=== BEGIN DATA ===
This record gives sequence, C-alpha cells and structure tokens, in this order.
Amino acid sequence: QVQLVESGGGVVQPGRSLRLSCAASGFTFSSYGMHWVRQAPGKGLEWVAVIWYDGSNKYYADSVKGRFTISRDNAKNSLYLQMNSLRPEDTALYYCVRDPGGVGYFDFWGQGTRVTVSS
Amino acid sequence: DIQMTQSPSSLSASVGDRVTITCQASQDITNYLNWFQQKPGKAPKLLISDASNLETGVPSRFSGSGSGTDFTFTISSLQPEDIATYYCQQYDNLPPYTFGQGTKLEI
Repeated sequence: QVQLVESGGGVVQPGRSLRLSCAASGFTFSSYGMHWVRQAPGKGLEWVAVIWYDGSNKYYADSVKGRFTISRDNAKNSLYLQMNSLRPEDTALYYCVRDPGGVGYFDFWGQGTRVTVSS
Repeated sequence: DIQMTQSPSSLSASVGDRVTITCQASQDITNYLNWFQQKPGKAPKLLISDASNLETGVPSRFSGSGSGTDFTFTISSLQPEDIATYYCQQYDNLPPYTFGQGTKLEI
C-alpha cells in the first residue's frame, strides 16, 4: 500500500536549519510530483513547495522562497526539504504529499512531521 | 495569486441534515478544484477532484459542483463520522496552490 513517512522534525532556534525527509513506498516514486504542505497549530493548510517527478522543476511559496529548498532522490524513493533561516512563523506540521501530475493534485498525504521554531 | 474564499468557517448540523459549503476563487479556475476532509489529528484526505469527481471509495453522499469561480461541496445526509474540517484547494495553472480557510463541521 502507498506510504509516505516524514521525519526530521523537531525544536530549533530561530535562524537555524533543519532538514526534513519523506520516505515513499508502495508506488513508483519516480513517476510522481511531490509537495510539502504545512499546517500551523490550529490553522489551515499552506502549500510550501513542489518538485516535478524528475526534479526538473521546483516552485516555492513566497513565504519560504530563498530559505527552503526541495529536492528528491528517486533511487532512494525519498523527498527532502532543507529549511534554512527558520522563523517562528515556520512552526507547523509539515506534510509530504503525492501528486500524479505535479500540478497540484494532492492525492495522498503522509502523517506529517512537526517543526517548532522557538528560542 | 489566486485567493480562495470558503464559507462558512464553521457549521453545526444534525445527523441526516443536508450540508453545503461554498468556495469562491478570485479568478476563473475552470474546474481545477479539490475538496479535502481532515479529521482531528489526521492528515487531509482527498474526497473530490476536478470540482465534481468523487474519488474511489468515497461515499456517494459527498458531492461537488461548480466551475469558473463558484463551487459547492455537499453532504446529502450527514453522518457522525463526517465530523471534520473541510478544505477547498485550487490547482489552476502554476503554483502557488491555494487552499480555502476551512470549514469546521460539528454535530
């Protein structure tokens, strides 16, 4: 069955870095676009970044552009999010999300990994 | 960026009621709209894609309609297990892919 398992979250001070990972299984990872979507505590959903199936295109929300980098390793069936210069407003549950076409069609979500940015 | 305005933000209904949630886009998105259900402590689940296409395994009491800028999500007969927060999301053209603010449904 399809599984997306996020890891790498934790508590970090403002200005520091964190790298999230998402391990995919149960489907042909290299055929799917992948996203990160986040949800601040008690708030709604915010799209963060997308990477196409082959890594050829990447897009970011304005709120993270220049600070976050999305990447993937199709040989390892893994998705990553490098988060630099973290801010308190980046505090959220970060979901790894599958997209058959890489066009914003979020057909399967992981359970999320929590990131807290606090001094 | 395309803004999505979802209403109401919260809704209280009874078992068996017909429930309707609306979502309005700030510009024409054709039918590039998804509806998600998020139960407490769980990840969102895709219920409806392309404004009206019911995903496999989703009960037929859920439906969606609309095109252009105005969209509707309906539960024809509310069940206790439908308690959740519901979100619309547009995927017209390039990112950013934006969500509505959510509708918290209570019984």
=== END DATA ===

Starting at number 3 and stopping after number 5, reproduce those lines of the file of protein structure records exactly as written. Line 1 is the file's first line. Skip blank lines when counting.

Amino acid sequence: DIQMTQSPSSLSASVGDRVTITCQASQDITNYLNWFQQKPGKAPKLLISDASNLETGVPSRFSGSGSGTDFTFTISSLQPEDIATYYCQQYDNLPPYTFGQGTKLEI
Repeated sequence: QVQLVESGGGVVQPGRSLRLSCAASGFTFSSYGMHWVRQAPGKGLEWVAVIWYDGSNKYYADSVKGRFTISRDNAKNSLYLQMNSLRPEDTALYYCVRDPGGVGYFDFWGQGTRVTVSS
Repeated sequence: DIQMTQSPSSLSASVGDRVTITCQASQDITNYLNWFQQKPGKAPKLLISDASNLETGVPSRFSGSGSGTDFTFTISSLQPEDIATYYCQQYDNLPPYTFGQGTKLEI